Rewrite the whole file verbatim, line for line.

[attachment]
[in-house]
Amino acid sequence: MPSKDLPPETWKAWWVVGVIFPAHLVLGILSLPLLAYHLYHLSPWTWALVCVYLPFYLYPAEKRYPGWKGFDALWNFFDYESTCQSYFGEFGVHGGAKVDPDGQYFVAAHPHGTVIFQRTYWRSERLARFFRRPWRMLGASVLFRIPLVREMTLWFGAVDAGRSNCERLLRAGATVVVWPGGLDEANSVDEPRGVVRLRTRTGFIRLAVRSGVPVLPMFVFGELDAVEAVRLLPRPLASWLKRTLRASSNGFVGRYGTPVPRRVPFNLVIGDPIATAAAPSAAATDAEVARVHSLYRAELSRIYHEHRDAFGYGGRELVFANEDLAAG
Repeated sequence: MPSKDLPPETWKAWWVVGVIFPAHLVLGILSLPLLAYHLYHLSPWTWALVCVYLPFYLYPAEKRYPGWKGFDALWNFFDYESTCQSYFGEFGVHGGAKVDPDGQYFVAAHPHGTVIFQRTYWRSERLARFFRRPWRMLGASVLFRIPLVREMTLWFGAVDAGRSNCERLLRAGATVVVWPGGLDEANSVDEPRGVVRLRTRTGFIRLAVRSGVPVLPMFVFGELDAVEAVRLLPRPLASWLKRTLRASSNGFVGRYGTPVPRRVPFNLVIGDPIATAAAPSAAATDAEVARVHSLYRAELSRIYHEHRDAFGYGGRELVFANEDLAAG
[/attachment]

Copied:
[in-house]
Amino acid sequence: MPSKDLPPETWKAWWVVGVIFPAHLVLGILSLPLLAYHLYHLSPWTWALVCVYLPFYLYPAEKRYPGWKGFDALWNFFDYESTCQSYFGEFGVHGGAKVDPDGQYFVAAHPHGTVIFQRTYWRSERLARFFRRPWRMLGASVLFRIPLVREMTLWFGAVDAGRSNCERLLRAGATVVVWPGGLDEANSVDEPRGVVRLRTRTGFIRLAVRSGVPVLPMFVFGELDAVEAVRLLPRPLASWLKRTLRASSNGFVGRYGTPVPRRVPFNLVIGDPIATAAAPSAAATDAEVARVHSLYRAELSRIYHEHRDAFGYGGRELVFANEDLAAG
Repeated sequence: MPSKDLPPETWKAWWVVGVIFPAHLVLGILSLPLLAYHLYHLSPWTWALVCVYLPFYLYPAEKRYPGWKGFDALWNFFDYESTCQSYFGEFGVHGGAKVDPDGQYFVAAHPHGTVIFQRTYWRSERLARFFRRPWRMLGASVLFRIPLVREMTLWFGAVDAGRSNCERLLRAGATVVVWPGGLDEANSVDEPRGVVRLRTRTGFIRLAVRSGVPVLPMFVFGELDAVEAVRLLPRPLASWLKRTLRASSNGFVGRYGTPVPRRVPFNLVIGDPIATAAAPSAAATDAEVARVHSLYRAELSRIYHEHRDAFGYGGRELVFANEDLAAG